Exactly the same problem is present in clothes inductry. Higher prices or reputation should not be the determinants. It appears that even the products of those reputable brands like Zara or Tommy Hilfiger contain the same amount of chemicals and the workers from the production halls are put at risk of carcinogenic vapors used and in the same way like in cheap, not reputable clothes brands. Since a while already, Greenpeace is looking into this matter and confirms the negligence of the salesmen. Detox campaign focuses on decreasing the amount of chemicals used in the clothes: „Greenpeace is campaigning to stop industry poisoning our water with hazardous, persistent and hormone-disrupting chemicals. The Detox campaign challenges top brands to make amends by working with their suppliers to eliminate all hazardous chemicals across their entire supply chain, and the entire life-cycle of their products“ (source: http://www.greenpeace.org/international/en/campaigns/detox/fashion/about/eleven-flagship-hazardous-chemicals/)

Even if the awarness among the consumers is still low, the number of organic cotton farms is growing: „After seeing a 10 percent rise in production of organic cotton last year, 2014/15 saw a slight downturn of 3.8 percent. However, production looks set to increase again in 2017/18 when a number of in-conversion programs in India reach certification. In total there are currently 19 countries growing organic cotton, though the top five growing countries (India, China, Turkey, Kyrgyzstan and USA) account for more than 92% of production. India alone accounts for 67%“ (source http://aboutorganiccotton.org/stats/). The benefits are huge. Consumers, producers, workers, environment – all of them profit. The pollution is lower and people don’t risk their health. It appears that it takes much time to transform a standard farm into the bio one. And this shows how serious and strong the influance of the pesticides can be: „It takes three years for conventional farmers to convert their land to certified organic. That’s how long it takes to clear the soil of its chemicals and pesticides“ (source: http://aboutorganiccotton.org/stats/).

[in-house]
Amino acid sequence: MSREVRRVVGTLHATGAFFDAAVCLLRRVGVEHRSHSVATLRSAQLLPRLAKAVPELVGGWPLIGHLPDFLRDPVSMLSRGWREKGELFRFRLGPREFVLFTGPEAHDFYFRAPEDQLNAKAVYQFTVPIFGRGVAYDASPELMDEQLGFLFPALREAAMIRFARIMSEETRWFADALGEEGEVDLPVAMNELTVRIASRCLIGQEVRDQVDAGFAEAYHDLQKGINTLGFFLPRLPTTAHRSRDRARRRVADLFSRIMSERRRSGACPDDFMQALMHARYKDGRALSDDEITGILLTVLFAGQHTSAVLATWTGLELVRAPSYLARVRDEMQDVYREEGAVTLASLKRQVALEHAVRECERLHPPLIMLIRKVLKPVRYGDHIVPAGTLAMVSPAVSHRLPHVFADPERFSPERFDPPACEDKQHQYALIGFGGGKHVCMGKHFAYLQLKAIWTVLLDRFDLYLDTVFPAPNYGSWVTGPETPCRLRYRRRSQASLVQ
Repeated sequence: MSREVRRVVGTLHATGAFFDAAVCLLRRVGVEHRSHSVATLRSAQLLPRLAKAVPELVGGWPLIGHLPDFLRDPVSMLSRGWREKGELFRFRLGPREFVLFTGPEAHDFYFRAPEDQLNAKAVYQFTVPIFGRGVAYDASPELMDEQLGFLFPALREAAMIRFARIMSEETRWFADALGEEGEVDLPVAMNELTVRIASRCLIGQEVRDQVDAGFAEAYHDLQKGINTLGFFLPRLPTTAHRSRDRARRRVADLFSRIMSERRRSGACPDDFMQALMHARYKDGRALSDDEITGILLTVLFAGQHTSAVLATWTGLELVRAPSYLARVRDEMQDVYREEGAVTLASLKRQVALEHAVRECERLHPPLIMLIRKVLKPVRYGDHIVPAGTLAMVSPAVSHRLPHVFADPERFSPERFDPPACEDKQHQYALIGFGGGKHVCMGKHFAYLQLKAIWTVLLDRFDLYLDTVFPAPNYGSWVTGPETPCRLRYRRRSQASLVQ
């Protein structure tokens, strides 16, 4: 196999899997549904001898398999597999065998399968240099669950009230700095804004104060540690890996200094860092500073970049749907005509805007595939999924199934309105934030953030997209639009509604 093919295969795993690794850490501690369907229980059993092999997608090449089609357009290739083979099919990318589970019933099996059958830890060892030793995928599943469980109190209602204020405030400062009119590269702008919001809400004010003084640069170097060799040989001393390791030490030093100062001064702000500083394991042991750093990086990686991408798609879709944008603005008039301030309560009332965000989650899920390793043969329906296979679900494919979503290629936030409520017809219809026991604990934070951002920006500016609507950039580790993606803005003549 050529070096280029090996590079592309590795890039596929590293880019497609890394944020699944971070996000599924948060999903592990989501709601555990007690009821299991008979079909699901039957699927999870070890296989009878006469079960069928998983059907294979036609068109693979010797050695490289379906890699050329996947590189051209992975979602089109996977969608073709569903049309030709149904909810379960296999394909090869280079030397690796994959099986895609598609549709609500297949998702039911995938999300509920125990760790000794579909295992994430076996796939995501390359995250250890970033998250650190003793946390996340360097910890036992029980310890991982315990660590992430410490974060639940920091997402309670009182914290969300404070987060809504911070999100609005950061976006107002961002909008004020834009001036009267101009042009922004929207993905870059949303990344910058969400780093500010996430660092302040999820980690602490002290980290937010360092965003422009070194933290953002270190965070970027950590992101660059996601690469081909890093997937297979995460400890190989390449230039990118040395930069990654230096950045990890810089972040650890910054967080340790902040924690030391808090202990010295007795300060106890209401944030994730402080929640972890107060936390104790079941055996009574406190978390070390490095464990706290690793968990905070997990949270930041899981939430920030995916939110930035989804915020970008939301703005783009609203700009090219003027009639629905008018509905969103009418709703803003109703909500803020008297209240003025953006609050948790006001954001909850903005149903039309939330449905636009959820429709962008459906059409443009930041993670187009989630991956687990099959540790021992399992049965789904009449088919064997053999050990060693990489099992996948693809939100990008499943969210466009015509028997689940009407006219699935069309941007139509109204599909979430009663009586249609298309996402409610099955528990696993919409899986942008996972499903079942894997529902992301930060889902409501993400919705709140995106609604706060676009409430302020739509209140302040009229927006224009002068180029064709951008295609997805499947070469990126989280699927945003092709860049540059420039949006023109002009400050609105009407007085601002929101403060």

There are also many advice which can be used by the consumers to avoid chemicals in clothes and act in a fair way. It is important to: wash new clothes before wearing them, wear clothes till they will worn-out, reduce the number of new clothes, try to buy bio clothes or at least in the second hand shop, wash just when the washing mashine is full, wash in 30 degrees and reduce the amount of washing powder – the best would be the ecological one.